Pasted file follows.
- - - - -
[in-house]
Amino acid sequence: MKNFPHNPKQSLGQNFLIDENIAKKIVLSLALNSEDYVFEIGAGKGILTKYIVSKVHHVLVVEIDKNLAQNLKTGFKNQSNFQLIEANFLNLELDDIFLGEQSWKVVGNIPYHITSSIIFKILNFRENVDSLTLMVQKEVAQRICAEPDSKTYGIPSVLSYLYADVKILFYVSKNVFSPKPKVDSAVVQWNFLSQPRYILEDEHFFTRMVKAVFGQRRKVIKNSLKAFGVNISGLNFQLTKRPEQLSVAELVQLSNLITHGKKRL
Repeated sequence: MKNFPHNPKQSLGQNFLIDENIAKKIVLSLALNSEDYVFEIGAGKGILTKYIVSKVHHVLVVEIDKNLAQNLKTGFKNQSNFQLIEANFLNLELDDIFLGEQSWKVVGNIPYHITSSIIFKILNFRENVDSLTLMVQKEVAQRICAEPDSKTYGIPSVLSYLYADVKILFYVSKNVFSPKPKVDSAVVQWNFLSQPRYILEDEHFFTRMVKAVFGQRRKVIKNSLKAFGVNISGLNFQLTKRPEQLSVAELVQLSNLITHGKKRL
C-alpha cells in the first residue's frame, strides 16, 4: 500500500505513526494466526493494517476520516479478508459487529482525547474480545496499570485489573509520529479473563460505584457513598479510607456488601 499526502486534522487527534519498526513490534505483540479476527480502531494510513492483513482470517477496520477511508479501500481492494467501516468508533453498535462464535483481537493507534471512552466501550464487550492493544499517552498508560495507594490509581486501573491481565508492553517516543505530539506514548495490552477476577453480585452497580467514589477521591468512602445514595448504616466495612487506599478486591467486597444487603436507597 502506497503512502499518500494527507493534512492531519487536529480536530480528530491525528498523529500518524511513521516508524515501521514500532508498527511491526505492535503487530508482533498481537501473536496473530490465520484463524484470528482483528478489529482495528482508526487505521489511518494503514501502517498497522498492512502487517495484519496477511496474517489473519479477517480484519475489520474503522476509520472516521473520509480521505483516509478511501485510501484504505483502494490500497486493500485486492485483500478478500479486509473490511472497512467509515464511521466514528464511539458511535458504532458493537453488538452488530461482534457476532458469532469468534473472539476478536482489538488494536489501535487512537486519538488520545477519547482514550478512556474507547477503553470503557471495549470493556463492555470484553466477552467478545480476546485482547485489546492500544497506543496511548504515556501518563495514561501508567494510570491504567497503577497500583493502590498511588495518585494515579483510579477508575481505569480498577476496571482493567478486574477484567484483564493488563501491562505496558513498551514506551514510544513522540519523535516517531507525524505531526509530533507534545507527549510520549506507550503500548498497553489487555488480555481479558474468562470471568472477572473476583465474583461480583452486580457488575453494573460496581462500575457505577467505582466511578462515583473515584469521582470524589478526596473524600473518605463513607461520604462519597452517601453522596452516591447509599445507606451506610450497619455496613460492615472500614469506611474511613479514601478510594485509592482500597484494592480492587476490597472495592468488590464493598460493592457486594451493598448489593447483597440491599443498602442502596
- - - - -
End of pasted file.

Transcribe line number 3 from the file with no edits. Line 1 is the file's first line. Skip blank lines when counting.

Repeated sequence: MKNFPHNPKQSLGQNFLIDENIAKKIVLSLALNSEDYVFEIGAGKGILTKYIVSKVHHVLVVEIDKNLAQNLKTGFKNQSNFQLIEANFLNLELDDIFLGEQSWKVVGNIPYHITSSIIFKILNFRENVDSLTLMVQKEVAQRICAEPDSKTYGIPSVLSYLYADVKILFYVSKNVFSPKPKVDSAVVQWNFLSQPRYILEDEHFFTRMVKAVFGQRRKVIKNSLKAFGVNISGLNFQLTKRPEQLSVAELVQLSNLITHGKKRL